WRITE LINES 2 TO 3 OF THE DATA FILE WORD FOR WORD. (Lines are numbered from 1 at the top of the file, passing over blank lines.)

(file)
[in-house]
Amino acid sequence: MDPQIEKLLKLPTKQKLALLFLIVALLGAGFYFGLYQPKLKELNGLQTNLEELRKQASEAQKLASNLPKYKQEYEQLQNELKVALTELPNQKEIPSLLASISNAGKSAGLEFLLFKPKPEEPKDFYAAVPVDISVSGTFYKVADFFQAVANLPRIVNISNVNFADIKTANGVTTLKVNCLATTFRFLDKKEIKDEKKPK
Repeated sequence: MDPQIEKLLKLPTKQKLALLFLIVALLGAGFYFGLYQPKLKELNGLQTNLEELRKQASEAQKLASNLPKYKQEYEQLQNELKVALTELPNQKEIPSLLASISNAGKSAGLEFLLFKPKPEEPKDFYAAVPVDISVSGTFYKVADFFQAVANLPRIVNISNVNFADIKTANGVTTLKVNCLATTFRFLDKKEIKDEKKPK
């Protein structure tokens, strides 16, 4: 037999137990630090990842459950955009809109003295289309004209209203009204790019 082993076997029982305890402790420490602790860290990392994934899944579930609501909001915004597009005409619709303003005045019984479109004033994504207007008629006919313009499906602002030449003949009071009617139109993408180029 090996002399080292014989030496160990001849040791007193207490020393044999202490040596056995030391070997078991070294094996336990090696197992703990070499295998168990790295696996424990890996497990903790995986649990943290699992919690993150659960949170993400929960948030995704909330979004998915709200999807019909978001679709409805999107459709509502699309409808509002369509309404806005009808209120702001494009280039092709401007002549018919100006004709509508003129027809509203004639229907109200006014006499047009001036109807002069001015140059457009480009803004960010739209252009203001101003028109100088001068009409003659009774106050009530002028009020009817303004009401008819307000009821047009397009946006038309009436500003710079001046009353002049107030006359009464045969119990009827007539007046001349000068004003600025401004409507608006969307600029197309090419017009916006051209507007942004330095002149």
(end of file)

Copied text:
Amino acid sequence: MDPQIEKLLKLPTKQKLALLFLIVALLGAGFYFGLYQPKLKELNGLQTNLEELRKQASEAQKLASNLPKYKQEYEQLQNELKVALTELPNQKEIPSLLASISNAGKSAGLEFLLFKPKPEEPKDFYAAVPVDISVSGTFYKVADFFQAVANLPRIVNISNVNFADIKTANGVTTLKVNCLATTFRFLDKKEIKDEKKPK
Repeated sequence: MDPQIEKLLKLPTKQKLALLFLIVALLGAGFYFGLYQPKLKELNGLQTNLEELRKQASEAQKLASNLPKYKQEYEQLQNELKVALTELPNQKEIPSLLASISNAGKSAGLEFLLFKPKPEEPKDFYAAVPVDISVSGTFYKVADFFQAVANLPRIVNISNVNFADIKTANGVTTLKVNCLATTFRFLDKKEIKDEKKPK